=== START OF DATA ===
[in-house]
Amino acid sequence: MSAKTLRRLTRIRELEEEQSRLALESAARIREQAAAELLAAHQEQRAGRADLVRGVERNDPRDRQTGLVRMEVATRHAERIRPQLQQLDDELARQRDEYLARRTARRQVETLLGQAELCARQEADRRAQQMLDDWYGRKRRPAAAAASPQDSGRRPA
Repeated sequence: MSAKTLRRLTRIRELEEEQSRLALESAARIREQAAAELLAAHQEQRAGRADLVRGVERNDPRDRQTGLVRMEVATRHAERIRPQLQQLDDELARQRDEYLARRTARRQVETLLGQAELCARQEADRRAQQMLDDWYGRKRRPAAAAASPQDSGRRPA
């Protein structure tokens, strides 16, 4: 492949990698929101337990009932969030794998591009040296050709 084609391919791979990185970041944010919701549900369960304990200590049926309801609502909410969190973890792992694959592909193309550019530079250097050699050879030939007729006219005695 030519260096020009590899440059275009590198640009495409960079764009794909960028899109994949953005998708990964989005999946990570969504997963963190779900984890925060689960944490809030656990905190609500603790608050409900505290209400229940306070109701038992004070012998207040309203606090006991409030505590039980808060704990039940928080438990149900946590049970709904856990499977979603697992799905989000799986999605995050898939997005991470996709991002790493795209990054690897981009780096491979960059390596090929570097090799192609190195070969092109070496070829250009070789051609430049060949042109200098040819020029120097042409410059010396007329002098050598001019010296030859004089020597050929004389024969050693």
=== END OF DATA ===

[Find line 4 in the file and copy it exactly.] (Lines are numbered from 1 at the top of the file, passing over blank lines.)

């Protein structure tokens, strides 16, 4: 492949990698929101337990009932969030794998591009040296050709 084609391919791979990185970041944010919701549900369960304990200590049926309801609502909410969190973890792992694959592909193309550019530079250097050699050879030939007729006219005695 030519260096020009590899440059275009590198640009495409960079764009794909960028899109994949953005998708990964989005999946990570969504997963963190779900984890925060689960944490809030656990905190609500603790608050409900505290209400229940306070109701038992004070012998207040309203606090006991409030505590039980808060704990039940928080438990149900946590049970709904856990499977979603697992799905989000799986999605995050898939997005991470996709991002790493795209990054690897981009780096491979960059390596090929570097090799192609190195070969092109070496070829250009070789051609430049060949042109200098040819020029120097042409410059010396007329002098050598001019010296030859004089020597050929004389024969050693």